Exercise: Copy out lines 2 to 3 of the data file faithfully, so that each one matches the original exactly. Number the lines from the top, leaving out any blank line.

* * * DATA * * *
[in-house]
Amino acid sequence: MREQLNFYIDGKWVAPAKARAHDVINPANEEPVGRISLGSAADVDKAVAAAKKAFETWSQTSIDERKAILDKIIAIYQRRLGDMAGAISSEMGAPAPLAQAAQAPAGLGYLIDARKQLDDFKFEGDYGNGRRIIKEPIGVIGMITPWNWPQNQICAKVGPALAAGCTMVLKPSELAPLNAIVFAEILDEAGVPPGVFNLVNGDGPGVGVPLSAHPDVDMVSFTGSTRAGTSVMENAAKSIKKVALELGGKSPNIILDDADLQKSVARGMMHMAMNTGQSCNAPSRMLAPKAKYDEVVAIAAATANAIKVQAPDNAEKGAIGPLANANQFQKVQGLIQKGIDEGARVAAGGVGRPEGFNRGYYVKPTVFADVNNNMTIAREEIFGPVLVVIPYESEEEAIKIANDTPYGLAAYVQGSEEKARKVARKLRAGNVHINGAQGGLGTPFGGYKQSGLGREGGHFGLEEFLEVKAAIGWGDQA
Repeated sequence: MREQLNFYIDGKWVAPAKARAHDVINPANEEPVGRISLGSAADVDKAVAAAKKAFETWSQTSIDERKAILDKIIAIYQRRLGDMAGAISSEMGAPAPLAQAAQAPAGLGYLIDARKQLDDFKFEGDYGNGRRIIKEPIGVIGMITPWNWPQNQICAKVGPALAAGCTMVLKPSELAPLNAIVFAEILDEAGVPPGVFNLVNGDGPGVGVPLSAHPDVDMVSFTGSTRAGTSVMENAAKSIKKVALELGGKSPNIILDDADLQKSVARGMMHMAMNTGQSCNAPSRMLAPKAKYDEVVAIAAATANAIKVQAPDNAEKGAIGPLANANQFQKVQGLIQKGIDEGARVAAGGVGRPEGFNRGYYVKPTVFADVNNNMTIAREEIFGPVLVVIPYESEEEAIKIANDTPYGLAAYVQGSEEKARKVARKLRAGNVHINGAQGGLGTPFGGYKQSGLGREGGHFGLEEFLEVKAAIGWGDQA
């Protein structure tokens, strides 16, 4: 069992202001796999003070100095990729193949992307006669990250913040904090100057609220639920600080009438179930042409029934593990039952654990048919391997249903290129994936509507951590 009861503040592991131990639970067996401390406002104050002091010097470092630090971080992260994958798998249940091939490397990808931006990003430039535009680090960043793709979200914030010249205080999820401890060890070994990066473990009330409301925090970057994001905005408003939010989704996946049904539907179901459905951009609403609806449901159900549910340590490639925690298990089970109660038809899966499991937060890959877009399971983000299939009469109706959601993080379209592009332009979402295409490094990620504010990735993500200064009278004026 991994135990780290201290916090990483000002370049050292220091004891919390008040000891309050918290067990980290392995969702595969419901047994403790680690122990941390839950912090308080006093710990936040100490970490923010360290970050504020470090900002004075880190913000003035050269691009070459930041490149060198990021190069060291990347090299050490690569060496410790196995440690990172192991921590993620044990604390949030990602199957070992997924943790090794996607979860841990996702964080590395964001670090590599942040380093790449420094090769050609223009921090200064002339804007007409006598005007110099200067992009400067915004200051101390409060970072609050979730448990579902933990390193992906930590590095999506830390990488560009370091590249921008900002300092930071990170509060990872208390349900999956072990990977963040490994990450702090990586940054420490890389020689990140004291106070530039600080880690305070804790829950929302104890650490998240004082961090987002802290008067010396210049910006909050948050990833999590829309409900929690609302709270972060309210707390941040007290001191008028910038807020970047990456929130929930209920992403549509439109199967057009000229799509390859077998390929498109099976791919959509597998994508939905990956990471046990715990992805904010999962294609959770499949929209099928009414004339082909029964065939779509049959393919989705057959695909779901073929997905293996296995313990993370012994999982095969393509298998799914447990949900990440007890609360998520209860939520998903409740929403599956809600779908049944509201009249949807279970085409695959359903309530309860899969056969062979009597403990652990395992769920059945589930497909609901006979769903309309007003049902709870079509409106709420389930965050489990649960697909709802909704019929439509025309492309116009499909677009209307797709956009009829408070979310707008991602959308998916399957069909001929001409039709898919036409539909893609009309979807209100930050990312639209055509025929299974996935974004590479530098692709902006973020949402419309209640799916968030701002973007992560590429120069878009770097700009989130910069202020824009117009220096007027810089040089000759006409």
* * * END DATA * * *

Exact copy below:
Amino acid sequence: MREQLNFYIDGKWVAPAKARAHDVINPANEEPVGRISLGSAADVDKAVAAAKKAFETWSQTSIDERKAILDKIIAIYQRRLGDMAGAISSEMGAPAPLAQAAQAPAGLGYLIDARKQLDDFKFEGDYGNGRRIIKEPIGVIGMITPWNWPQNQICAKVGPALAAGCTMVLKPSELAPLNAIVFAEILDEAGVPPGVFNLVNGDGPGVGVPLSAHPDVDMVSFTGSTRAGTSVMENAAKSIKKVALELGGKSPNIILDDADLQKSVARGMMHMAMNTGQSCNAPSRMLAPKAKYDEVVAIAAATANAIKVQAPDNAEKGAIGPLANANQFQKVQGLIQKGIDEGARVAAGGVGRPEGFNRGYYVKPTVFADVNNNMTIAREEIFGPVLVVIPYESEEEAIKIANDTPYGLAAYVQGSEEKARKVARKLRAGNVHINGAQGGLGTPFGGYKQSGLGREGGHFGLEEFLEVKAAIGWGDQA
Repeated sequence: MREQLNFYIDGKWVAPAKARAHDVINPANEEPVGRISLGSAADVDKAVAAAKKAFETWSQTSIDERKAILDKIIAIYQRRLGDMAGAISSEMGAPAPLAQAAQAPAGLGYLIDARKQLDDFKFEGDYGNGRRIIKEPIGVIGMITPWNWPQNQICAKVGPALAAGCTMVLKPSELAPLNAIVFAEILDEAGVPPGVFNLVNGDGPGVGVPLSAHPDVDMVSFTGSTRAGTSVMENAAKSIKKVALELGGKSPNIILDDADLQKSVARGMMHMAMNTGQSCNAPSRMLAPKAKYDEVVAIAAATANAIKVQAPDNAEKGAIGPLANANQFQKVQGLIQKGIDEGARVAAGGVGRPEGFNRGYYVKPTVFADVNNNMTIAREEIFGPVLVVIPYESEEEAIKIANDTPYGLAAYVQGSEEKARKVARKLRAGNVHINGAQGGLGTPFGGYKQSGLGREGGHFGLEEFLEVKAAIGWGDQA